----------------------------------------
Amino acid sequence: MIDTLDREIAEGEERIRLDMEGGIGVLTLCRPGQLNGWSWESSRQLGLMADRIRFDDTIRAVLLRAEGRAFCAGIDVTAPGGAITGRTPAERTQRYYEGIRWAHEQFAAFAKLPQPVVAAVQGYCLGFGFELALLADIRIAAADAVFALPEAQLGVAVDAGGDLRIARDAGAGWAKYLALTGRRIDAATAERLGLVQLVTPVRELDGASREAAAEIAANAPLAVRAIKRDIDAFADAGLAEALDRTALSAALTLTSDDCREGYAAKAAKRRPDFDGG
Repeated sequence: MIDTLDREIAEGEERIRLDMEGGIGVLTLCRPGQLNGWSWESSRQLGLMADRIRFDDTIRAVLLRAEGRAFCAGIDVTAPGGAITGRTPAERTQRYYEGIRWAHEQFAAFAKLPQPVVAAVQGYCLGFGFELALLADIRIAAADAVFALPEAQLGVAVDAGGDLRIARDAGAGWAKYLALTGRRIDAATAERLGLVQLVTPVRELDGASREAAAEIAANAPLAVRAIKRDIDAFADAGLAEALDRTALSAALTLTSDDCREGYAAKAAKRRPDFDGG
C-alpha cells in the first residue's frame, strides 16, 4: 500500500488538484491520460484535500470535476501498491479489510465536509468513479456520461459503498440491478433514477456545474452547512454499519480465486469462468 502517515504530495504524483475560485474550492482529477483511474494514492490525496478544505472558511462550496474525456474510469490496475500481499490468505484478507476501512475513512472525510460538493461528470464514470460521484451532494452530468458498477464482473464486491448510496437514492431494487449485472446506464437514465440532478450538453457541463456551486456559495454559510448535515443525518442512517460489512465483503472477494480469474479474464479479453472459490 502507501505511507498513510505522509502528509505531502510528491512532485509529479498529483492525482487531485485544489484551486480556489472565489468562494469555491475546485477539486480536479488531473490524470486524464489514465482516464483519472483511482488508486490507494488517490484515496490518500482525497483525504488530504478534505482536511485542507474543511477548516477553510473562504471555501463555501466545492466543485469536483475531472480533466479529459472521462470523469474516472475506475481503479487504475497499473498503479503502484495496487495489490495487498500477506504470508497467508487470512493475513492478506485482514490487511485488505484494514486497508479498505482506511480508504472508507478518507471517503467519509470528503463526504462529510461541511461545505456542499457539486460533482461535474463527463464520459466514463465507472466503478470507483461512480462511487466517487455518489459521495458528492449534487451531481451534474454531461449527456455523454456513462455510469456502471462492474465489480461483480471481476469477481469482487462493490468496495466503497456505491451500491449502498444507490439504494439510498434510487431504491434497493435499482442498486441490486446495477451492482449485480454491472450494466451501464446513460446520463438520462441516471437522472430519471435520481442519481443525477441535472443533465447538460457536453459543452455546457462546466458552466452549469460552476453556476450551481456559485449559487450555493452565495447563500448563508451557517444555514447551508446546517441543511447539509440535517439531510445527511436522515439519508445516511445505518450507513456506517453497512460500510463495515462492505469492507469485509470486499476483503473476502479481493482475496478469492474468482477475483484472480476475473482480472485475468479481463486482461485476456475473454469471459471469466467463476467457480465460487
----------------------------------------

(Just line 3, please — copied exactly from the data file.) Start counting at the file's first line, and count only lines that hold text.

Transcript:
C-alpha cells in the first residue's frame, strides 16, 4: 500500500488538484491520460484535500470535476501498491479489510465536509468513479456520461459503498440491478433514477456545474452547512454499519480465486469462468 502517515504530495504524483475560485474550492482529477483511474494514492490525496478544505472558511462550496474525456474510469490496475500481499490468505484478507476501512475513512472525510460538493461528470464514470460521484451532494452530468458498477464482473464486491448510496437514492431494487449485472446506464437514465440532478450538453457541463456551486456559495454559510448535515443525518442512517460489512465483503472477494480469474479474464479479453472459490 502507501505511507498513510505522509502528509505531502510528491512532485509529479498529483492525482487531485485544489484551486480556489472565489468562494469555491475546485477539486480536479488531473490524470486524464489514465482516464483519472483511482488508486490507494488517490484515496490518500482525497483525504488530504478534505482536511485542507474543511477548516477553510473562504471555501463555501466545492466543485469536483475531472480533466479529459472521462470523469474516472475506475481503479487504475497499473498503479503502484495496487495489490495487498500477506504470508497467508487470512493475513492478506485482514490487511485488505484494514486497508479498505482506511480508504472508507478518507471517503467519509470528503463526504462529510461541511461545505456542499457539486460533482461535474463527463464520459466514463465507472466503478470507483461512480462511487466517487455518489459521495458528492449534487451531481451534474454531461449527456455523454456513462455510469456502471462492474465489480461483480471481476469477481469482487462493490468496495466503497456505491451500491449502498444507490439504494439510498434510487431504491434497493435499482442498486441490486446495477451492482449485480454491472450494466451501464446513460446520463438520462441516471437522472430519471435520481442519481443525477441535472443533465447538460457536453459543452455546457462546466458552466452549469460552476453556476450551481456559485449559487450555493452565495447563500448563508451557517444555514447551508446546517441543511447539509440535517439531510445527511436522515439519508445516511445505518450507513456506517453497512460500510463495515462492505469492507469485509470486499476483503473476502479481493482475496478469492474468482477475483484472480476475473482480472485475468479481463486482461485476456475473454469471459471469466467463476467457480465460487